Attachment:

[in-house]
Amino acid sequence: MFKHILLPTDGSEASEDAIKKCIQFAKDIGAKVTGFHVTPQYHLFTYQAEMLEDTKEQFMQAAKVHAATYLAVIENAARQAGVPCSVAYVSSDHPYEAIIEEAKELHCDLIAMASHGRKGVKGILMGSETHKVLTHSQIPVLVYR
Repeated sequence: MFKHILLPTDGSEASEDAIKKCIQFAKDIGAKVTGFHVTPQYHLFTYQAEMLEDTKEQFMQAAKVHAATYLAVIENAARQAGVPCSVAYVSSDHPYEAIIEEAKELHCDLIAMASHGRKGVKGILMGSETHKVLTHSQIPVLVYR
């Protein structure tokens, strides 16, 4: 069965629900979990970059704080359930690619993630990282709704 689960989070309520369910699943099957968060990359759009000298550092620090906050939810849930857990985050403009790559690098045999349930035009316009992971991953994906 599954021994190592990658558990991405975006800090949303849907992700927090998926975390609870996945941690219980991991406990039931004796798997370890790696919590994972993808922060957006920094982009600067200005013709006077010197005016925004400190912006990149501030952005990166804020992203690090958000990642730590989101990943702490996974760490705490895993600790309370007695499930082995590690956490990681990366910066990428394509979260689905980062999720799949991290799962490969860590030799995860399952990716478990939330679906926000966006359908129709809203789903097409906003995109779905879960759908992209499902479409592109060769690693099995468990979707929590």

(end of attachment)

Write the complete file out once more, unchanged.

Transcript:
[in-house]
Amino acid sequence: MFKHILLPTDGSEASEDAIKKCIQFAKDIGAKVTGFHVTPQYHLFTYQAEMLEDTKEQFMQAAKVHAATYLAVIENAARQAGVPCSVAYVSSDHPYEAIIEEAKELHCDLIAMASHGRKGVKGILMGSETHKVLTHSQIPVLVYR
Repeated sequence: MFKHILLPTDGSEASEDAIKKCIQFAKDIGAKVTGFHVTPQYHLFTYQAEMLEDTKEQFMQAAKVHAATYLAVIENAARQAGVPCSVAYVSSDHPYEAIIEEAKELHCDLIAMASHGRKGVKGILMGSETHKVLTHSQIPVLVYR
């Protein structure tokens, strides 16, 4: 069965629900979990970059704080359930690619993630990282709704 689960989070309520369910699943099957968060990359759009000298550092620090906050939810849930857990985050403009790559690098045999349930035009316009992971991953994906 599954021994190592990658558990991405975006800090949303849907992700927090998926975390609870996945941690219980991991406990039931004796798997370890790696919590994972993808922060957006920094982009600067200005013709006077010197005016925004400190912006990149501030952005990166804020992203690090958000990642730590989101990943702490996974760490705490895993600790309370007695499930082995590690956490990681990366910066990428394509979260689905980062999720799949991290799962490969860590030799995860399952990716478990939330679906926000966006359908129709809203789903097409906003995109779905879960759908992209499902479409592109060769690693099995468990979707929590």